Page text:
How You Can Graduate in Three Years

If pursuing a college degree in three years is enticing to you, there is a way to do it on your own. You don’t necessarily need a tailored three-year degree program in order to accomplish this goal. However, you do need to be highly motivated. First, start your college experience in high school. Take courses that will earn you college credit. Many high schools with a college in town will offer course credit for advanced high school coursework. The caveat is that you have to attend college at that local institution in order for it to transfer. If you’re looking to move away from home, your best bet is Advanced Placement (AP) courses. For AP courses to count towards college credit, you must pass the course and achieve a certain score on the AP exam given in May. You also have to attend a college that accepts AP courses as college credits. A list of those schools can be found on the College Board website. Another option is summer coursework. While summers off from attending classes, writing research papers, and taking exams, is nice – it’s not necessary. You could be utilizing that time to get ahead. Many colleges offer summer classes, from general education courses to credits that count toward your major or minor. It should be said, though, that summers are also a great time to get work experience, which is vital to your resume after college. If you do opt to work over the summer, try to find an opportunity through your school, and discuss the idea to allow for your summer job to count as college credit. Colleges are becoming increasingly open to the idea of students creating their own curriculum and using real-world experience to do so.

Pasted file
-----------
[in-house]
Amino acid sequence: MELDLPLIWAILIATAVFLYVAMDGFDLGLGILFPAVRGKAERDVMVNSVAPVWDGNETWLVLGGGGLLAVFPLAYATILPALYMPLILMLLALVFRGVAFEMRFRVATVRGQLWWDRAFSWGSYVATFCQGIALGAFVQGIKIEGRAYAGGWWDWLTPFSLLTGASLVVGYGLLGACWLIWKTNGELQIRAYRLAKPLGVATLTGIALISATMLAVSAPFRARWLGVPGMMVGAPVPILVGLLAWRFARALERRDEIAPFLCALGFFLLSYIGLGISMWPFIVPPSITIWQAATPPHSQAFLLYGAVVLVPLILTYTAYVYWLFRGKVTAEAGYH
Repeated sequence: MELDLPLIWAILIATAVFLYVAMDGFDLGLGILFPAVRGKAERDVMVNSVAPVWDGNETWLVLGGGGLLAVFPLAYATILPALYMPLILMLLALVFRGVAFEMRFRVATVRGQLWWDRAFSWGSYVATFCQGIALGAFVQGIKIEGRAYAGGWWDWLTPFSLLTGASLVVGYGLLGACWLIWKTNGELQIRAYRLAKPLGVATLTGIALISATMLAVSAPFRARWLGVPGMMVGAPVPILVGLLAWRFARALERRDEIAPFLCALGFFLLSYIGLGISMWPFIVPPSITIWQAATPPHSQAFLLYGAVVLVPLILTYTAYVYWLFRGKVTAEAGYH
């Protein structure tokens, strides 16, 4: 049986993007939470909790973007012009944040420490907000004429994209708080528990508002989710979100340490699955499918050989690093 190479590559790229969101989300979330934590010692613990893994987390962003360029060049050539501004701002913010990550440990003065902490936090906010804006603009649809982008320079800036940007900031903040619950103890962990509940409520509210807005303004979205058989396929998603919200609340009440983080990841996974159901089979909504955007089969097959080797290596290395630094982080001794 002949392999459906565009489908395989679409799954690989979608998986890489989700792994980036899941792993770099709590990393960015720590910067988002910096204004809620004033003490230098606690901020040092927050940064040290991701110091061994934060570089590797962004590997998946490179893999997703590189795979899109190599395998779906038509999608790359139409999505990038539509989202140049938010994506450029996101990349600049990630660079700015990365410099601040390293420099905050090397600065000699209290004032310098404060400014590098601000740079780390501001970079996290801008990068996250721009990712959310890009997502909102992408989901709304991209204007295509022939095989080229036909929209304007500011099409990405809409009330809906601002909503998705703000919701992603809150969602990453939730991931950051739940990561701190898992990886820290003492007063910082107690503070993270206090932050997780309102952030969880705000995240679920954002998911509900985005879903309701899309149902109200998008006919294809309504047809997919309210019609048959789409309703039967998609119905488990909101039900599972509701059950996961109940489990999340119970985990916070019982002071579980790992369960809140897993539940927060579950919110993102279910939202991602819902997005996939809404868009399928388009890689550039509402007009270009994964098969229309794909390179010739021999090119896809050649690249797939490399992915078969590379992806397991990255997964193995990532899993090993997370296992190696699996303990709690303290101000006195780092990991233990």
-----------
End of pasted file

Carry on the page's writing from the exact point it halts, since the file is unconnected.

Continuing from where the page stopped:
What Happens When It Takes Longer to Graduate?

What’s more common than a three-year program and harmful for your wallet? Taking five to six years to complete a bachelor’s degree. According to the most recent data from the National Center for Education Statistics (NCES), roughly 30% of college students fall into this timeline. These students end up paying more for their college education than they initially intended and fall into greater student loan debt as a result. So how can you avoid going down this path and paying more for college? The answer is three-fold: set goals, get help, and stay focused. Set goals. Before you even begin attending college – or even as you’re searching for a college – set realistic goals for yourself. Use the first two years to explore the breadth of your college’s academic offerings while meeting your general education course requirements. Try to declare a major by the end of your sophomore year – or within the timeline designated by your university. From there, plan out the rest of your semesters by how many credits you need to take toward your major and minor degrees. Get help. This is paramount, especially as you plan for your junior and senior years. Get an advisor during your freshman year, and meet regularly with them. This individual will help keep you on track to graduate by mapping out your general ed, major, and minor degree requirements. They’ll also let you know if you have room to squeeze in a few classes that simply sound interesting to you. Stay focused. We know – college coursework and schedules are intense. However, if you want to graduate within four years (or even a semester early), you need to keep your grades up and take the necessary credit requirements each semester. Failing classes will require you to either repeat them or take another course in its place. Also, opting to take three classes instead of four – just for a little break – can put you behind schedule. You can accomplish so much in your three or four years in college: general education courses, pursuing a major, internship experiences, and even studying abroad. To do so, you must stay motivated – or stay hungry, as Steve Jobs put it – and you'll save money in the long run.